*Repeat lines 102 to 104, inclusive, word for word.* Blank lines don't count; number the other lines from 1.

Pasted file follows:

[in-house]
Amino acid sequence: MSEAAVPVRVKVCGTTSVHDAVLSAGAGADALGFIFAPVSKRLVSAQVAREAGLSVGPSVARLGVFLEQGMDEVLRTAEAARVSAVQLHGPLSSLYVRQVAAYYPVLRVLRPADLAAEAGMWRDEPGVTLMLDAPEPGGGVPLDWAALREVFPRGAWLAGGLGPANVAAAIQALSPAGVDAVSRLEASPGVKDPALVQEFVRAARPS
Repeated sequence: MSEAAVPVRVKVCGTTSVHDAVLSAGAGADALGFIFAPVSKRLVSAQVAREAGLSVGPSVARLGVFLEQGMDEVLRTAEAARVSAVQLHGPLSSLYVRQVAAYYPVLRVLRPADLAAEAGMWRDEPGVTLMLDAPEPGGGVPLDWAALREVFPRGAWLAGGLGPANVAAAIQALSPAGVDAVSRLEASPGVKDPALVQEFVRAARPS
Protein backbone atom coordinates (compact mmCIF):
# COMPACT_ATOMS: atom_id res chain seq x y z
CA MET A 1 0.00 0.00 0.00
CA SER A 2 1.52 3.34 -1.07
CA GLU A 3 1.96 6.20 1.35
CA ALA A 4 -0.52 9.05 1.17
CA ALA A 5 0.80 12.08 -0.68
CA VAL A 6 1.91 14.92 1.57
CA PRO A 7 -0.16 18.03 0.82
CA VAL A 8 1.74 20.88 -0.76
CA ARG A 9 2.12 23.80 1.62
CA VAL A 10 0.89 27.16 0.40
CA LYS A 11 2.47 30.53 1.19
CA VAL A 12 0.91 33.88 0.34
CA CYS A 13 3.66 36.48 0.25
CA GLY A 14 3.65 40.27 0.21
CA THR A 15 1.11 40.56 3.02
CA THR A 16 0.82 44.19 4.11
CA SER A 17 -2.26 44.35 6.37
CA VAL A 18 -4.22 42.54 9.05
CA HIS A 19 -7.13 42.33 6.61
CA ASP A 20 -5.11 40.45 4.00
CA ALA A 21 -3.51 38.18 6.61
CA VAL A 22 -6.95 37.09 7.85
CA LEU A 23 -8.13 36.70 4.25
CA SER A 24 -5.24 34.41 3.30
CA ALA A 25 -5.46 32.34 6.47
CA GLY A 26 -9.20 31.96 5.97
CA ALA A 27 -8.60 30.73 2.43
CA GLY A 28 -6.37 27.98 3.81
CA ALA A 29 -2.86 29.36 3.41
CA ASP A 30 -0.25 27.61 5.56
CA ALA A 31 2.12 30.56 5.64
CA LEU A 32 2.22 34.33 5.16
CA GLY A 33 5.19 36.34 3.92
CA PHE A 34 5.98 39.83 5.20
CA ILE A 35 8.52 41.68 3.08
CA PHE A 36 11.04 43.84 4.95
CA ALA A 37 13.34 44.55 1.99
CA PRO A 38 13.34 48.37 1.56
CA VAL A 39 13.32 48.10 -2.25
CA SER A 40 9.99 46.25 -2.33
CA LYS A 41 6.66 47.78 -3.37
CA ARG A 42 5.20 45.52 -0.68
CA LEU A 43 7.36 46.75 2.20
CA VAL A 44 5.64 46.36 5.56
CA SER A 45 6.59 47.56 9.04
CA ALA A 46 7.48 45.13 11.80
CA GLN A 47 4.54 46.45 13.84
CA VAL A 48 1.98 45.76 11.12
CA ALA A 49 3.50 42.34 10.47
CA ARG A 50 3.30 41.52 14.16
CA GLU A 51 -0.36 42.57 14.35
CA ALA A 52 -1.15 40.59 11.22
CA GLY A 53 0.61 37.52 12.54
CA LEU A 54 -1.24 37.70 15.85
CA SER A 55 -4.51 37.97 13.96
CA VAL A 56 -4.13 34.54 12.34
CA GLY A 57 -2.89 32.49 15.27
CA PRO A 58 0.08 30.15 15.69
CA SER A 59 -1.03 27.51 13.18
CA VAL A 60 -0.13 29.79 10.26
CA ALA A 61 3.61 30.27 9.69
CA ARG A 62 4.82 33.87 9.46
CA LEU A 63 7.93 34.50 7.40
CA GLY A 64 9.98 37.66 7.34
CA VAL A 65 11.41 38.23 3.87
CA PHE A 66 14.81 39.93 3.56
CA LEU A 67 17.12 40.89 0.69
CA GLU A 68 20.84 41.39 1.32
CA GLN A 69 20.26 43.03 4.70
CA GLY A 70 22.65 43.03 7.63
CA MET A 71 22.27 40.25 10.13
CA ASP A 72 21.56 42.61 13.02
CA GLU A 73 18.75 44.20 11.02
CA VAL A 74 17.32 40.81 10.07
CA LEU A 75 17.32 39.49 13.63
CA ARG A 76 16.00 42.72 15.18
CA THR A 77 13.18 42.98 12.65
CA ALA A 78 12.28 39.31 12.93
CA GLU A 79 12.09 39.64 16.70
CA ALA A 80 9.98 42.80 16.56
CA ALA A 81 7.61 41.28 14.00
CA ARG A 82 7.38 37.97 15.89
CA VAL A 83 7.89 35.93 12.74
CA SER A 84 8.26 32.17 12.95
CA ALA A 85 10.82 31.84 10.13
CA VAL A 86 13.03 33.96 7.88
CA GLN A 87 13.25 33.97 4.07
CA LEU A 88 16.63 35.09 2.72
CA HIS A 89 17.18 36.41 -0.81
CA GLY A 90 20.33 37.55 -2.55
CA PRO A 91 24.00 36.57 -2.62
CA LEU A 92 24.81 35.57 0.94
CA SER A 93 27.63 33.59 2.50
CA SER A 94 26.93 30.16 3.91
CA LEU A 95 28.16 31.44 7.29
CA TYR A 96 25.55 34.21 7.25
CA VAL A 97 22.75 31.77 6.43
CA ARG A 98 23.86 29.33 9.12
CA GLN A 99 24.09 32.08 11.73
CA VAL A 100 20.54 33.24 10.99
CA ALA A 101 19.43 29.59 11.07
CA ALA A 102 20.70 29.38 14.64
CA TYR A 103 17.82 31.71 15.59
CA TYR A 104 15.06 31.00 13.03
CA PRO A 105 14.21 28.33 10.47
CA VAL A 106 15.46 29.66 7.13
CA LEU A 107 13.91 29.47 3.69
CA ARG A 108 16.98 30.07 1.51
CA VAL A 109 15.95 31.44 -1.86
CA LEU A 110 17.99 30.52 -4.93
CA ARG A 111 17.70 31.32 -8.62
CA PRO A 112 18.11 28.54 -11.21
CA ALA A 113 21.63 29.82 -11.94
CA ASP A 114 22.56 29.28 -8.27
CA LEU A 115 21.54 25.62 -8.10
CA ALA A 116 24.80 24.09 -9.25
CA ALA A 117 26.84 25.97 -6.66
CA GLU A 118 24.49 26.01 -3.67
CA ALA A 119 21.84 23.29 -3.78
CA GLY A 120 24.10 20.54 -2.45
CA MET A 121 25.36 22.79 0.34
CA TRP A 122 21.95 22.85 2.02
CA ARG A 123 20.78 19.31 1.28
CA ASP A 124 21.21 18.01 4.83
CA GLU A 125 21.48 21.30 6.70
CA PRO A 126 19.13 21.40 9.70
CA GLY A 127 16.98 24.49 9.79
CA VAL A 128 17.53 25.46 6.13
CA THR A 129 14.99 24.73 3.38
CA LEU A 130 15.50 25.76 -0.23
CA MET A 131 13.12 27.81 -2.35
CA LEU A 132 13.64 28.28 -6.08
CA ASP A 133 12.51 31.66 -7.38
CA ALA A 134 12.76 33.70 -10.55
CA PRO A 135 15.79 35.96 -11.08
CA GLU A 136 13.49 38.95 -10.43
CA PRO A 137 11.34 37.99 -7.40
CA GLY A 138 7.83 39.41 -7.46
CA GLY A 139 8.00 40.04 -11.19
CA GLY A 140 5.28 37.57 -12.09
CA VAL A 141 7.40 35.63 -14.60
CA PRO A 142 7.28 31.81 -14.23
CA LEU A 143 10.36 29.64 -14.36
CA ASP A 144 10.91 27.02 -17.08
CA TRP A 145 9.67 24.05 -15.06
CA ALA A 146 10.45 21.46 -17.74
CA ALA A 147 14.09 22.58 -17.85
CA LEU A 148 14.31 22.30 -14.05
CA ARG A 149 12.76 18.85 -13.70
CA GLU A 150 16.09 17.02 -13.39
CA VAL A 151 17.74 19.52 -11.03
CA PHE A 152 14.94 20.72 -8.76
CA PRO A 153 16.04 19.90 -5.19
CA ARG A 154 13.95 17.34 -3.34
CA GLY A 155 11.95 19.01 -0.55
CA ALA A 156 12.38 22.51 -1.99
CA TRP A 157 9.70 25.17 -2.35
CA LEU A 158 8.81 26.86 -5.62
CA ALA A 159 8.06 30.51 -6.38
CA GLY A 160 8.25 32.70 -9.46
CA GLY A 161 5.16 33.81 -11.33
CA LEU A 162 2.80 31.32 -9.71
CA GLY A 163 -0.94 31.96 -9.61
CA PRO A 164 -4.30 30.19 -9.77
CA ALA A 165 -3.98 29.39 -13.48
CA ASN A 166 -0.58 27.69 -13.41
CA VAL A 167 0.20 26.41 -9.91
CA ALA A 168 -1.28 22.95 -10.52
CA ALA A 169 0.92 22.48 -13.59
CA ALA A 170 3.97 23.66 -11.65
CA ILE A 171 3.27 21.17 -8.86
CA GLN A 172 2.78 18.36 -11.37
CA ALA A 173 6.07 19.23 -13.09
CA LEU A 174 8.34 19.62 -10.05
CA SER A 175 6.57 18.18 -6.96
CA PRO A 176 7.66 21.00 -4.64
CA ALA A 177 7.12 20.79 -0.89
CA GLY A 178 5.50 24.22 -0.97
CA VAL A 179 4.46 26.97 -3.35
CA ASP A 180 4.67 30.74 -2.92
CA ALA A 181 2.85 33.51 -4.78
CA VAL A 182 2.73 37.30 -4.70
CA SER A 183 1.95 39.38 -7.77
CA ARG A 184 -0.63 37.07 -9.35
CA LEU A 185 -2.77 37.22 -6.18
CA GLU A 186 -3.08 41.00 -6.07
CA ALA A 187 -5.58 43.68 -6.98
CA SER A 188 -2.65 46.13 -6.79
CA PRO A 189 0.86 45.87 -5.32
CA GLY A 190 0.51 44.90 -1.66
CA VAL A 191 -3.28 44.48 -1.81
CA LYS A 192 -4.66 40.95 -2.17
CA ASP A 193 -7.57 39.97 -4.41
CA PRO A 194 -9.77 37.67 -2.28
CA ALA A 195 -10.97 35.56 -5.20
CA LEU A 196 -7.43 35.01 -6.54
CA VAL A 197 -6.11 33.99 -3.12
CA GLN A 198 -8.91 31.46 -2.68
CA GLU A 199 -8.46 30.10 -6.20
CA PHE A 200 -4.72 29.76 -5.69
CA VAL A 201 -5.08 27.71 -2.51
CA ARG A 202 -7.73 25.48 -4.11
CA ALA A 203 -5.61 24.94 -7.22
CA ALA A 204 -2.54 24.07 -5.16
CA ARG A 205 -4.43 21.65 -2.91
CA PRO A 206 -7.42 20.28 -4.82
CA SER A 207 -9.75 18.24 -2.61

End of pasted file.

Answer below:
CA VAL A 97 22.75 31.77 6.43
CA ARG A 98 23.86 29.33 9.12
CA GLN A 99 24.09 32.08 11.73